The Cry of a Restless Heart

i (i) `You are great, Lord, and highly to be praised (Ps. 47: 2): great is your power and your wisdom is immeasurable’ (Ps. 146:5). Man, a little piece of your creation, desires to praise you, a human being `hearing his mortality with him’ (2 Cor. 4: t o), carrying with him the witness of his sin and the witness that you `resist the proud’ (1 Pet. 5:5). Nevertheless, to praise you is the desire of man, a little piece of your creation. You stir man to take pleasure in praising you, because you have made us for yourself, and our heart is restless until it rests in you.’

‘Grant me Lord to know and understand’ (Ps. i 18: 34, 73, 144) which comes first-to call upon you or to praise you, and whether knowing you precedes calling upon you. But who calls upon you when he does not know you? For an ignorant person might call upon someone else instead of the right one. But surely you may he called upon in prayer that you may he known. Yet ‘how shall they call upon him in whom they have not believed? and how shall they believe without a preacher?’ (Rom. to: 14). ‘”They will praise the Lord who seek for him’ (Ps. 21: 27).

In seeking him they find him, and in finding they will praise him. Lord, I would seek you, calling upon you-and calling upon you is an act of believing in you. You have been preached to us. My faith, Lord, calls upon you. It is your gift to me. You breathed it into me by the humanity of your Son, by the ministry of your preacher.’

ii (2) How shall I call upon my God, my God and Lord? Surely when I call on him, I am calling on him to come into me. But what place is there in me where my God can enter into me? ‘God made heaven and earth’ (Gen. t: i). Where may he come to me? Lord my God, is there any room in me which can contain you? Can heaven and earth, which you have made and in which you have made me, contain you? Without you, whatever exists would not exist. Then can what exists contain you? I also have being. So why do I request you to come to me when, unless you were within me, I would have no being at all? I am not now possessed by Hades; yet even there are you (Ps. 138: 8): for `even if I were to go down to Hades, you would he present’. Accordingly, my God, I would have no being, I would not have any existence, unless you were in me. Or rather, I would have no being if I were not in you `of whom are all things, through whom are all things, in whom are all things’ (Rom. 11: 36). Even so, Lord, even so. How can I call on you to come if I am already in you? Or where can you come from so as to be in me? Can I move outside heaven and earth so that my God may come to me from there? For God has said `I fill heaven and earth’ (Jer. 23: 24)….

iv (4) Who then are you, my God? What, I ask, but God who is Lord? For `who is the Lord but the Lord’, or `who is God but our God?’ (Ps. 17: 32). Most high, utterly good, utterly powerful, most omnipotent, most merciful and most just, deeply hidden yet most intimately present, perfection of both beauty and strength, stable and incomprehensible, immutable and yet changing all things, never new, never old, making everything new and `leading’ the proud’to be old without their knowledge’ (Job 9:5, Old Latin version); always active, always in repose, gathering to yourself but not in need, supporting and filling and protecting, creating and nurturing and bringing to maturity, searching even though to you nothing is lacking: you love without burning, you are jealous in a way that is free of anxiety, you ‘repent’ (Gen. 6: 6) without the pain of regret, you are wrathful and remain tranquil. You will a change without any change in your design. You recover what you find, yet have never lost. Never in any need, you rejoice in your gains (Luke 15: 7); you are never avaricious, yet you require interest (Matt. 25: 27). We pay you more than you require so as to make you our debtor, yet who has anything which does not belong to you? (1 Cor. 4: 7). You pay off debts, though owing nothing to anyone; you cancel debts and incur no loss. But in these words what have I said, my God, my life, my holy sweetness? What has anyone achieved in words when he speaks about you? Yet woe to those who are silent about you because, though loquacious with verbosity,’ they have nothing to say.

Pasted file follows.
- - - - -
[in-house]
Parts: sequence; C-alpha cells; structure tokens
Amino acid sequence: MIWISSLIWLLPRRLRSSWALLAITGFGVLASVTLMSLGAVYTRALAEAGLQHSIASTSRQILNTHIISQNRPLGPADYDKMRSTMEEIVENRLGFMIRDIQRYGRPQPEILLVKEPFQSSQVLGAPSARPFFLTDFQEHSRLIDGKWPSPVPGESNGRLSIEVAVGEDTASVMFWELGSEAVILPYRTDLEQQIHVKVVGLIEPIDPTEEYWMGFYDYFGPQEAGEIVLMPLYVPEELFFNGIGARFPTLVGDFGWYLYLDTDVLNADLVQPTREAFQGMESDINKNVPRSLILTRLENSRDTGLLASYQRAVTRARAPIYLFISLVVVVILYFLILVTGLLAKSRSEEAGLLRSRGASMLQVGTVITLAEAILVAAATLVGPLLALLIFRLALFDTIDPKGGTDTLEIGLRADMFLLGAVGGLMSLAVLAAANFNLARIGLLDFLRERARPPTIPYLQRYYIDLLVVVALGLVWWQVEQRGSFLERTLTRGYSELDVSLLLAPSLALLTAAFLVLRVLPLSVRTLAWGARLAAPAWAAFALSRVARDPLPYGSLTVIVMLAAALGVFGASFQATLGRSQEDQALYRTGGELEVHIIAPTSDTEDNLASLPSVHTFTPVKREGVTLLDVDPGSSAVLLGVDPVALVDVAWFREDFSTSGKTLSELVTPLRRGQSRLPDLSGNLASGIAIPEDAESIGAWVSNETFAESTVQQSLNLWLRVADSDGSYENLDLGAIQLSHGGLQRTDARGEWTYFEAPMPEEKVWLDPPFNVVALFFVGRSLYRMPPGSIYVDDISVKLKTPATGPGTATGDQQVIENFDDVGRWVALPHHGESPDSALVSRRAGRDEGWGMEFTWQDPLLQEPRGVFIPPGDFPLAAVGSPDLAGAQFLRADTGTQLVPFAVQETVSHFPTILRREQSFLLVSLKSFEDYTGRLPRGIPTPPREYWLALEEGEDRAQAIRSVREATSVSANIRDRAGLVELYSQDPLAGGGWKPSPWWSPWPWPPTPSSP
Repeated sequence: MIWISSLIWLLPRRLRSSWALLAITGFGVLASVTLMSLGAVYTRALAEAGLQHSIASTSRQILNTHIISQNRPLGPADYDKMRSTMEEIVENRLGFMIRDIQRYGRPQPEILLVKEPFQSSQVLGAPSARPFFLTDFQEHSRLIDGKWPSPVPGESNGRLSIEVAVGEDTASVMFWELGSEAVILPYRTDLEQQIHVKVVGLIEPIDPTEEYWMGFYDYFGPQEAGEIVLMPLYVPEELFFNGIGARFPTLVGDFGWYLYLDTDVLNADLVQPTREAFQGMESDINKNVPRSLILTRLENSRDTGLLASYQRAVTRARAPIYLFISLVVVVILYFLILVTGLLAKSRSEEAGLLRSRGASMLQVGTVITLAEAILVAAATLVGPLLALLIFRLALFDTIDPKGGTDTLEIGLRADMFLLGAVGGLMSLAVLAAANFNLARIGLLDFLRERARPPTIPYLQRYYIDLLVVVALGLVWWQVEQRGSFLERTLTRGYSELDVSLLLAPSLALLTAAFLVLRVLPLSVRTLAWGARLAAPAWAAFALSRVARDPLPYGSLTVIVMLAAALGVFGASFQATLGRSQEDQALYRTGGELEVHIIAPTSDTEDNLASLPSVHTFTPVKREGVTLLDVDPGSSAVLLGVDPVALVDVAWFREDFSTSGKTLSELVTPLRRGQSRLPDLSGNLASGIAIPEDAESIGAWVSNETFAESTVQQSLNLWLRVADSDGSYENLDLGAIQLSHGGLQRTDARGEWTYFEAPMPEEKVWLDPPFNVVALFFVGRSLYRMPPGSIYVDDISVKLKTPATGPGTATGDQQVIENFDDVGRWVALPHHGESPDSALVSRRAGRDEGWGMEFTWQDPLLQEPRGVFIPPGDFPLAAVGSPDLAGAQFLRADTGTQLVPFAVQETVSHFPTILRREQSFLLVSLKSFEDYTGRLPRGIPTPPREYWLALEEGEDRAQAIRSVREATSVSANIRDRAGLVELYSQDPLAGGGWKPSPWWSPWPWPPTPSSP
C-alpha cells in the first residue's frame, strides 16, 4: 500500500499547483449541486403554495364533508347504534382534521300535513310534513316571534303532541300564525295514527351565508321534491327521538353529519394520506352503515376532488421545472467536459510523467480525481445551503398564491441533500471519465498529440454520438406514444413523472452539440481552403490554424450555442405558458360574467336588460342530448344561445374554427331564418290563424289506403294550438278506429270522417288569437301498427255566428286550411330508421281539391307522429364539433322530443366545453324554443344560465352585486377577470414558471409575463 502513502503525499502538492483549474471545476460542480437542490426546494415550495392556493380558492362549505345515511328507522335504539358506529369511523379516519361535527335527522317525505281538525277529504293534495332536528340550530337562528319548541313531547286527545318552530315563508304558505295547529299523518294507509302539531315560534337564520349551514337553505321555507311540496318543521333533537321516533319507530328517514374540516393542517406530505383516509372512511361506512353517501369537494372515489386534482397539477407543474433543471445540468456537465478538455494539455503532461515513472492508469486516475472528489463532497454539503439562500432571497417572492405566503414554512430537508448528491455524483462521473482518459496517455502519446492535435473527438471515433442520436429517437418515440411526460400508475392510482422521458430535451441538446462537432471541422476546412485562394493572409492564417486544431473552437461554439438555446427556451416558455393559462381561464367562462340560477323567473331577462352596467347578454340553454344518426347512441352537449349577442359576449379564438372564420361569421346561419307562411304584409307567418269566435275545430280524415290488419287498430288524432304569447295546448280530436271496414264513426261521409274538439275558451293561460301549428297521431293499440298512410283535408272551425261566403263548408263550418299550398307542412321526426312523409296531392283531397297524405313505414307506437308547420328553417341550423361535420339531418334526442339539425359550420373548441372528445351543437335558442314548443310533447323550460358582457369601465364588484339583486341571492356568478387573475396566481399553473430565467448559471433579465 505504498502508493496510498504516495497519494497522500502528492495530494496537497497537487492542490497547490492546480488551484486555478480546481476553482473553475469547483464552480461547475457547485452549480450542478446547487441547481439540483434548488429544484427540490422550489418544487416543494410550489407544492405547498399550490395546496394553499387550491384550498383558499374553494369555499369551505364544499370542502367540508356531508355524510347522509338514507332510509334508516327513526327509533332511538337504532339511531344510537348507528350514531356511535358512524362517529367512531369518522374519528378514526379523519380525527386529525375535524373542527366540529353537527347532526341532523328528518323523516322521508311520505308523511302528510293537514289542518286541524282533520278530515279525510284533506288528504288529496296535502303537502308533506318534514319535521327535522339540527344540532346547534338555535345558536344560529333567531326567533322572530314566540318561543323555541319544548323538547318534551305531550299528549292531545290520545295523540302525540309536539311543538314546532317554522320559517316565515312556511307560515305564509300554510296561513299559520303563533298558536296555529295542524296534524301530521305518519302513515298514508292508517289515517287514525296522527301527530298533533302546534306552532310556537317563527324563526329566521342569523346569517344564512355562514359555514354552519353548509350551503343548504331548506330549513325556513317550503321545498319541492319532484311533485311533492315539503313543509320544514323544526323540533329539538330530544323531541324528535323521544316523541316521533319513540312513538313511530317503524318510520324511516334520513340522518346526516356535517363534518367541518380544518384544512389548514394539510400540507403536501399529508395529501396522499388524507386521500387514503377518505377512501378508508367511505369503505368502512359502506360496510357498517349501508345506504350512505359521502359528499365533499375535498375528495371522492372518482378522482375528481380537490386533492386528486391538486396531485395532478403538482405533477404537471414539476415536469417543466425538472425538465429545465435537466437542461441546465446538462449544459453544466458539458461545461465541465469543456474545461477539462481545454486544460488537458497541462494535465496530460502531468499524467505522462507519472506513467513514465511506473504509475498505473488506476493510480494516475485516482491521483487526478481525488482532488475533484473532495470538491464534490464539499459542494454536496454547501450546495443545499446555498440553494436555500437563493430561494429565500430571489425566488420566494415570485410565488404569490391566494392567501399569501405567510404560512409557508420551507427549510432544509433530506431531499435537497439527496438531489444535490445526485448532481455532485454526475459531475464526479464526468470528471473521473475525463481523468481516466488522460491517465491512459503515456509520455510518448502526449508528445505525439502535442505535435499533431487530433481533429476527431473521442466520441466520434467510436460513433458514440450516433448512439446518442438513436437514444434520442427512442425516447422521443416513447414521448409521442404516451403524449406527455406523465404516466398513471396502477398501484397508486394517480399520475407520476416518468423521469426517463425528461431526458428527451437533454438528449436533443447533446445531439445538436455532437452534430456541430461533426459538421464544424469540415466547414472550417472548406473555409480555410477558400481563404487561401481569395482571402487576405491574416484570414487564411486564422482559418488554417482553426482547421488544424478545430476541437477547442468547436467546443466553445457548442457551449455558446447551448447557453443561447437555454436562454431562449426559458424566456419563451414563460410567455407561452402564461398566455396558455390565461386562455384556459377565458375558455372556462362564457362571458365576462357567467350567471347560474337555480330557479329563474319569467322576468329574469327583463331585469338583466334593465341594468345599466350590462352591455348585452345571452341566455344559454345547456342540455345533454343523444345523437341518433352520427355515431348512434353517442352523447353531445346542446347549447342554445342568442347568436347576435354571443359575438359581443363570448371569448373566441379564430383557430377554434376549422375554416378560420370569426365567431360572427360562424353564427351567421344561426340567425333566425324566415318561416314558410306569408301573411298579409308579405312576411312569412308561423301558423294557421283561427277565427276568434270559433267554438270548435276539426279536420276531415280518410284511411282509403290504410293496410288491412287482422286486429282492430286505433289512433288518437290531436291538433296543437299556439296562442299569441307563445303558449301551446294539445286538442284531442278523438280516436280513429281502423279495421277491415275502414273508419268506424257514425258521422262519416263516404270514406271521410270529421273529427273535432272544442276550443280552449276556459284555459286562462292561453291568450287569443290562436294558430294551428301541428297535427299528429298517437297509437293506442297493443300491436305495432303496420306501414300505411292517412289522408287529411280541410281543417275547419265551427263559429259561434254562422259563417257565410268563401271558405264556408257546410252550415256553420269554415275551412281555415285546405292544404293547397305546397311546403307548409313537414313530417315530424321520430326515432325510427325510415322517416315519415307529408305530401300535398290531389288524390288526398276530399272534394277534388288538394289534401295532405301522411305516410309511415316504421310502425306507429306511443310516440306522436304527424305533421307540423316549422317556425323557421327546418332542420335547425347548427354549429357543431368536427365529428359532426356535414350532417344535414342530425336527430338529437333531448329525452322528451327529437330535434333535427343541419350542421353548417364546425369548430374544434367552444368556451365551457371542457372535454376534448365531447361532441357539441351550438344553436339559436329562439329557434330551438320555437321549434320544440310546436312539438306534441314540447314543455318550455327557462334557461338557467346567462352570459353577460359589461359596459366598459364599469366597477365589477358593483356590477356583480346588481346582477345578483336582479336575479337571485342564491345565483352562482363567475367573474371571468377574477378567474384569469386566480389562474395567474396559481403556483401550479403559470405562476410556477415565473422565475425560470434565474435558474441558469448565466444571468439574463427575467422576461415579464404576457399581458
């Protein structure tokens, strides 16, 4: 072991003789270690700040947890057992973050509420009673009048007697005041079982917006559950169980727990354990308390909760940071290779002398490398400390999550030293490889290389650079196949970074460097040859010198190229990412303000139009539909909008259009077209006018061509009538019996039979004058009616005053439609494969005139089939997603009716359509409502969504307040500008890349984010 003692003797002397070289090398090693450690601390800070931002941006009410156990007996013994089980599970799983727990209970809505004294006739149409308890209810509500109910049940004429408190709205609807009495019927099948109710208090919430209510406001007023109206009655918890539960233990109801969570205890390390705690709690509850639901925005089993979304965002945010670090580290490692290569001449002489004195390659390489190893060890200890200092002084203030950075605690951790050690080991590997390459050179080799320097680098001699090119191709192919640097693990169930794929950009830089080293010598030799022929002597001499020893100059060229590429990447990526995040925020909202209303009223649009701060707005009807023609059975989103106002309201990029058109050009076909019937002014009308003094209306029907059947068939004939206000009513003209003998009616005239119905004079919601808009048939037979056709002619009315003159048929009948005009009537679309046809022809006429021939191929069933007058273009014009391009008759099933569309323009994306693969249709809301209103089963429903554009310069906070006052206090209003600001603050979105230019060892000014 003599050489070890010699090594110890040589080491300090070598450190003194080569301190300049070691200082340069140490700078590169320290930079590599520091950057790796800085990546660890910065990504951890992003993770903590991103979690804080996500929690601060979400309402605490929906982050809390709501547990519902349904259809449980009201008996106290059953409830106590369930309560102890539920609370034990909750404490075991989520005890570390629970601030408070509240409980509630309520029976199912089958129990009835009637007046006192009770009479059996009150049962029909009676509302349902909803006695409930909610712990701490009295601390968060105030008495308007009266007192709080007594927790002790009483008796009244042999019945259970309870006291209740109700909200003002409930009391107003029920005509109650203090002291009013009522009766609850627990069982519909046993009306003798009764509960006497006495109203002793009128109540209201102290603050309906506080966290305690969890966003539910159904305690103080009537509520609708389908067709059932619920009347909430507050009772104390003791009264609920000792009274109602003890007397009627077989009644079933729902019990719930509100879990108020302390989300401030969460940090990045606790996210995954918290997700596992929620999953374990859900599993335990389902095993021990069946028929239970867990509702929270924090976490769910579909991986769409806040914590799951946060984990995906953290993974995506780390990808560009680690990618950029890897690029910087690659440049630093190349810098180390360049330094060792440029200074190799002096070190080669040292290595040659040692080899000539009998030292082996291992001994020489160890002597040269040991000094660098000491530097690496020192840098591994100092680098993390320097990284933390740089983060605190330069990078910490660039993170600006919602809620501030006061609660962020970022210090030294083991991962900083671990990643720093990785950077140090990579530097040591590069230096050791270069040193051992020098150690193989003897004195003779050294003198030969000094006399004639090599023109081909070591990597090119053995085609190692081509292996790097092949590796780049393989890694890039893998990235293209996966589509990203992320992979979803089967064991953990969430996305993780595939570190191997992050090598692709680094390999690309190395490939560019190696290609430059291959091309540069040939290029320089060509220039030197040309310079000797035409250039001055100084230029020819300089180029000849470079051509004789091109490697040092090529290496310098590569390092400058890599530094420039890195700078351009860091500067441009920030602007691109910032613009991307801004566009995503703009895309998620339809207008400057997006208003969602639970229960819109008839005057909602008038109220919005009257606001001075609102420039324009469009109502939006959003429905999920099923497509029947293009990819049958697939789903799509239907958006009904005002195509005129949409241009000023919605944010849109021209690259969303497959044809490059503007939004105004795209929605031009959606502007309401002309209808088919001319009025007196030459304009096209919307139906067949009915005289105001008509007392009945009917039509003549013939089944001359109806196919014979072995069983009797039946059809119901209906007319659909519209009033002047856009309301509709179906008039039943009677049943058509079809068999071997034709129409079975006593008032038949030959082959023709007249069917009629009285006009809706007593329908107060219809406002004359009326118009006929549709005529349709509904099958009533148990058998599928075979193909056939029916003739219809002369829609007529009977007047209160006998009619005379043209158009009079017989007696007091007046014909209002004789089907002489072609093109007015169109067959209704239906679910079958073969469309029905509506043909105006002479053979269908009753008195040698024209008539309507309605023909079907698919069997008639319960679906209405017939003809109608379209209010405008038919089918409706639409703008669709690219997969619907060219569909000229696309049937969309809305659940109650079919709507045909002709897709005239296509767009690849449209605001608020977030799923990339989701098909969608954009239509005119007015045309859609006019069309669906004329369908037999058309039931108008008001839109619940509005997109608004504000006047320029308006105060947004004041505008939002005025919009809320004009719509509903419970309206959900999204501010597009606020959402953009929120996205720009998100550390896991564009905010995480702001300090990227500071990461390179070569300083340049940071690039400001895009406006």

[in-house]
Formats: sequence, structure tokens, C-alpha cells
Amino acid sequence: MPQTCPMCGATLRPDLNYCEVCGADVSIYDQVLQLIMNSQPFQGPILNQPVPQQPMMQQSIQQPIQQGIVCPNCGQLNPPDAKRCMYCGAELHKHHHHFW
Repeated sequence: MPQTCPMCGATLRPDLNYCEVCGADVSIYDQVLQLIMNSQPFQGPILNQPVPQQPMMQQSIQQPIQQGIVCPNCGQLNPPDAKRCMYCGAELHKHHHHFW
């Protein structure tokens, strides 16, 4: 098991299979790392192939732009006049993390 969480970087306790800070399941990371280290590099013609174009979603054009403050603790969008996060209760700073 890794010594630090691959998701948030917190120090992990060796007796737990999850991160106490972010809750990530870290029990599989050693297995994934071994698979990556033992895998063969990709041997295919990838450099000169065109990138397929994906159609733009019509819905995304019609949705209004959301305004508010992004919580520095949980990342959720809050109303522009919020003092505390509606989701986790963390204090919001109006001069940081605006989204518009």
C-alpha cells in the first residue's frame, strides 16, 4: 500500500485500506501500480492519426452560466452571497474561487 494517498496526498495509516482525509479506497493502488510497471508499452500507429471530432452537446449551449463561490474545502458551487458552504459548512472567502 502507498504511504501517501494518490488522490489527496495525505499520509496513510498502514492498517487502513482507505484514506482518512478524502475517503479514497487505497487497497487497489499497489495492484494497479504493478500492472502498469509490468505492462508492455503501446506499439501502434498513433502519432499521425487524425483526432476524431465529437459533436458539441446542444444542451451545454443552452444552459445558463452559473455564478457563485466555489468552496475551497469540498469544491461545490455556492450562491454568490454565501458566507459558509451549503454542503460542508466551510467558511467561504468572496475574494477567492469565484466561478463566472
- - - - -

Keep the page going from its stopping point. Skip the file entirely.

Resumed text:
v (5) Who will enable me to find rest in you? Who will grant me that you come to my heart and intoxicate it, so that I forget my evils and embrace my one and only good, yourself? What are you to me? Have mercy so that I may find words. What am I to you that you command me to love you, and that, if I fail to love you, you are angry with me and threaten me with vast miseries? If I do not love you, is that but a little misery? What a wretch I am! In your mercies, Lord God, tell me what you arc to me. `Say to my soul, I am your salvation’ (Ps. 34: 3). Speak to me so that I may hear. See the cars of my heart are before you, Lord. Open them and `say to my soul, I am your salvation.’ After that utterance I will run and lay hold on you. Do not hide your face from me (cf. Ps. 26: 9). Lest I die, let me die so that I may see it.`

Saint Augustine (354-430), Confessions, 3-5.

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1 Comment

Filed under Bible, Christian Thinking, Christology, Classics, Early Church Fathers, Epistemology, God, Knowledge of God, Sovereignty, Theology, Worship

One response to “The Cry of a Restless Heart

  1. …deeply hidden yet most intimately present

    …woe to those who are silent about you because,… they have nothing to say.

    Thank you vert much for this; more power to your elbow.
    This is my best read of today; and fitting.

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